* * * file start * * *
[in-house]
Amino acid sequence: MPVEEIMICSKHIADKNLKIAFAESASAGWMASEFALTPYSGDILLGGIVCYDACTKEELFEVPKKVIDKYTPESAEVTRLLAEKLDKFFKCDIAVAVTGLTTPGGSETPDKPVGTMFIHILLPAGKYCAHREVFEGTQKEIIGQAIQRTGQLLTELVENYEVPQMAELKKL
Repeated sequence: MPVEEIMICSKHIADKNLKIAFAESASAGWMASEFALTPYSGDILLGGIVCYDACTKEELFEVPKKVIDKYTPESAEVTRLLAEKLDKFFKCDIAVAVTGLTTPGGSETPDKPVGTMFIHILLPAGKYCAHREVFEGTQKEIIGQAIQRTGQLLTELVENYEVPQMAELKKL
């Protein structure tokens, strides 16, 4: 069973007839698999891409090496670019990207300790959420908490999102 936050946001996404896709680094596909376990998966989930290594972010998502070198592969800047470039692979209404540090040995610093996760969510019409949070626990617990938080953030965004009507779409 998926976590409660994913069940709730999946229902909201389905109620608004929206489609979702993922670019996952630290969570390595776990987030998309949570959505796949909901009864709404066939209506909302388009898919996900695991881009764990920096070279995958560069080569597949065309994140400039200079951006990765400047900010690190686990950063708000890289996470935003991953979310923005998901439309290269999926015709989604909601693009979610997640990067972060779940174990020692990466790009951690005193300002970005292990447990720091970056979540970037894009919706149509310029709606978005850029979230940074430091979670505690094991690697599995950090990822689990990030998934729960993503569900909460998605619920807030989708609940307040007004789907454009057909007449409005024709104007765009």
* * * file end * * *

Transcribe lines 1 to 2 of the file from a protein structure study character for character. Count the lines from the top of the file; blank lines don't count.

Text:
[in-house]
Amino acid sequence: MPVEEIMICSKHIADKNLKIAFAESASAGWMASEFALTPYSGDILLGGIVCYDACTKEELFEVPKKVIDKYTPESAEVTRLLAEKLDKFFKCDIAVAVTGLTTPGGSETPDKPVGTMFIHILLPAGKYCAHREVFEGTQKEIIGQAIQRTGQLLTELVENYEVPQMAELKKL